One (admittedly minor) consolation for financial professionals whose jobs may be erased by a forced merger or bankruptcy, is the absence of the sort of stigma that used to attach to employees of recently failed institutions.
Numerous mid- to upper-level managers at Bear Stearns have landed (and even now continue to land) plum jobs within other investment banks and hedge funds. Many of these success stories involve individuals who had held direct responsibility over market segments that figured heavily in Bear's demise - such as several co-heads of fixed-income.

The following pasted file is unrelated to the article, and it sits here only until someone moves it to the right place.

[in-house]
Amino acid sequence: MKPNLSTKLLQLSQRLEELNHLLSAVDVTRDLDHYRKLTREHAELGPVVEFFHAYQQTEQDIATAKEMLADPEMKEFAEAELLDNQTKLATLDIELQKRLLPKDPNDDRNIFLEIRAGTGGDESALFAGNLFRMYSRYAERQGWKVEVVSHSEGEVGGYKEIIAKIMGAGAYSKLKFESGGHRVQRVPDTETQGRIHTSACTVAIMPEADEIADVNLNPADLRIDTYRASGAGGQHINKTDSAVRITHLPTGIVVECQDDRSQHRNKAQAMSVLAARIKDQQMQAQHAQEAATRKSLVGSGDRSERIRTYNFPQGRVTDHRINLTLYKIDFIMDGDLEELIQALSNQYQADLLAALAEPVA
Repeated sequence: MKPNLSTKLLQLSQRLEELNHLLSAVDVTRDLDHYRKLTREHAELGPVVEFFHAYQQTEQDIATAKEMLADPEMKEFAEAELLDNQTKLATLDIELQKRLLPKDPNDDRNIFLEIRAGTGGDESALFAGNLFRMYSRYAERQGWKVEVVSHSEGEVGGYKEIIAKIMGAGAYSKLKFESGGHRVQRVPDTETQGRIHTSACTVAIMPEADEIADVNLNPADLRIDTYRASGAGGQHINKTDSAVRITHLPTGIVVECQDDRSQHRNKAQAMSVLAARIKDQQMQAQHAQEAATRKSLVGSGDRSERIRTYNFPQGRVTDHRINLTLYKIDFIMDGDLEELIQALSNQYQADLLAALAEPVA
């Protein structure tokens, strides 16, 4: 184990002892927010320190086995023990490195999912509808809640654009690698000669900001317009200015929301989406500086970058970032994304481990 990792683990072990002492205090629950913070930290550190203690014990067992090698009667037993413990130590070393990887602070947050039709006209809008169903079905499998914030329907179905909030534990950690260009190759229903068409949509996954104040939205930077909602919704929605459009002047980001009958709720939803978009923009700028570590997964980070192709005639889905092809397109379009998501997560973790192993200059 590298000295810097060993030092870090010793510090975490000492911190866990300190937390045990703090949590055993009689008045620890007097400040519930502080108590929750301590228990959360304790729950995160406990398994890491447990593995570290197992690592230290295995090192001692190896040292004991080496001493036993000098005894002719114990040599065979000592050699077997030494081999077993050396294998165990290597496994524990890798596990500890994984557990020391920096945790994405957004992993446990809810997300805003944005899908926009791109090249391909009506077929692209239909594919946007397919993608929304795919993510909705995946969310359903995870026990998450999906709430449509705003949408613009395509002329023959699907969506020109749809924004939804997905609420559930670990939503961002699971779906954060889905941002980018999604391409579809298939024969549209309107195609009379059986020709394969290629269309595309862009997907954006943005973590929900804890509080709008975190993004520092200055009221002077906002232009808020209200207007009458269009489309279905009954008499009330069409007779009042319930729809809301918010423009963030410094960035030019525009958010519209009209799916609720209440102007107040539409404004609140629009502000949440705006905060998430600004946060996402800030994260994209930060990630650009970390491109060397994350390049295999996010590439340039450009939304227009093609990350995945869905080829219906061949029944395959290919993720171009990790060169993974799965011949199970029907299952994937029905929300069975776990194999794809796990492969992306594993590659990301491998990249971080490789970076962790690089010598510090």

Now there is a similar rush by surviving insitutions to hire top talent from the former Lehman Brothers. "Surely this is bonkers," opines Financial Times columnist Tony Jackson.
What do you think? Should having worked recently at Bear, Lehman, AIG, UBS's investment bank division, Wachovia, Merrill Lynch or other troubled institutions, be viewed as a black mark on a banker's resume? Or, do surviving employers have good reason to bid for talent set free by the turmoil at these and other firms?